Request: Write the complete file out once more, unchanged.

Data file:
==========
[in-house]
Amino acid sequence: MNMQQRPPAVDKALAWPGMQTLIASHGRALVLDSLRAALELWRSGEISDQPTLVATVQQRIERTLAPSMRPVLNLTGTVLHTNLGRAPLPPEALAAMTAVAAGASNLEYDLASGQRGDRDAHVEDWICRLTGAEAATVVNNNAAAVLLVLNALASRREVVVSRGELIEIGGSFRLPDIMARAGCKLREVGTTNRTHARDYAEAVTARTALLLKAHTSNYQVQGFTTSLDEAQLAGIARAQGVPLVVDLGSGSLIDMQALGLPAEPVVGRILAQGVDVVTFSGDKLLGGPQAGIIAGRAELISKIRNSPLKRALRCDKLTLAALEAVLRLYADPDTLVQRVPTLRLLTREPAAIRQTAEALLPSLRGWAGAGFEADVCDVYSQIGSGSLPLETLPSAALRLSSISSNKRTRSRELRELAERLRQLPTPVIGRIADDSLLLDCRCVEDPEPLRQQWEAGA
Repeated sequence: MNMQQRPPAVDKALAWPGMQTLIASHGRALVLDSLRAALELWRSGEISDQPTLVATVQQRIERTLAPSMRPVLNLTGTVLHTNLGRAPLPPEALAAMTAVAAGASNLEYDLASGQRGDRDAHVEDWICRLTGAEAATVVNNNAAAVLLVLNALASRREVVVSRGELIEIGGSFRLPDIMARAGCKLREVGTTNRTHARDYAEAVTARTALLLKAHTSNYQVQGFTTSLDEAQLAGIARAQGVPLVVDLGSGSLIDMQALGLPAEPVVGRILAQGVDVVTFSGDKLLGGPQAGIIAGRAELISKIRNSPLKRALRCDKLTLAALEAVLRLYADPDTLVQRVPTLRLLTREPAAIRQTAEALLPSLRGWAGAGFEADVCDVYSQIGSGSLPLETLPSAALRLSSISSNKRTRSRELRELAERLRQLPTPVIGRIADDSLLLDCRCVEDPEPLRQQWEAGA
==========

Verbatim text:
[in-house]
Amino acid sequence: MNMQQRPPAVDKALAWPGMQTLIASHGRALVLDSLRAALELWRSGEISDQPTLVATVQQRIERTLAPSMRPVLNLTGTVLHTNLGRAPLPPEALAAMTAVAAGASNLEYDLASGQRGDRDAHVEDWICRLTGAEAATVVNNNAAAVLLVLNALASRREVVVSRGELIEIGGSFRLPDIMARAGCKLREVGTTNRTHARDYAEAVTARTALLLKAHTSNYQVQGFTTSLDEAQLAGIARAQGVPLVVDLGSGSLIDMQALGLPAEPVVGRILAQGVDVVTFSGDKLLGGPQAGIIAGRAELISKIRNSPLKRALRCDKLTLAALEAVLRLYADPDTLVQRVPTLRLLTREPAAIRQTAEALLPSLRGWAGAGFEADVCDVYSQIGSGSLPLETLPSAALRLSSISSNKRTRSRELRELAERLRQLPTPVIGRIADDSLLLDCRCVEDPEPLRQQWEAGA
Repeated sequence: MNMQQRPPAVDKALAWPGMQTLIASHGRALVLDSLRAALELWRSGEISDQPTLVATVQQRIERTLAPSMRPVLNLTGTVLHTNLGRAPLPPEALAAMTAVAAGASNLEYDLASGQRGDRDAHVEDWICRLTGAEAATVVNNNAAAVLLVLNALASRREVVVSRGELIEIGGSFRLPDIMARAGCKLREVGTTNRTHARDYAEAVTARTALLLKAHTSNYQVQGFTTSLDEAQLAGIARAQGVPLVVDLGSGSLIDMQALGLPAEPVVGRILAQGVDVVTFSGDKLLGGPQAGIIAGRAELISKIRNSPLKRALRCDKLTLAALEAVLRLYADPDTLVQRVPTLRLLTREPAAIRQTAEALLPSLRGWAGAGFEADVCDVYSQIGSGSLPLETLPSAALRLSSISSNKRTRSRELRELAERLRQLPTPVIGRIADDSLLLDCRCVEDPEPLRQQWEAGA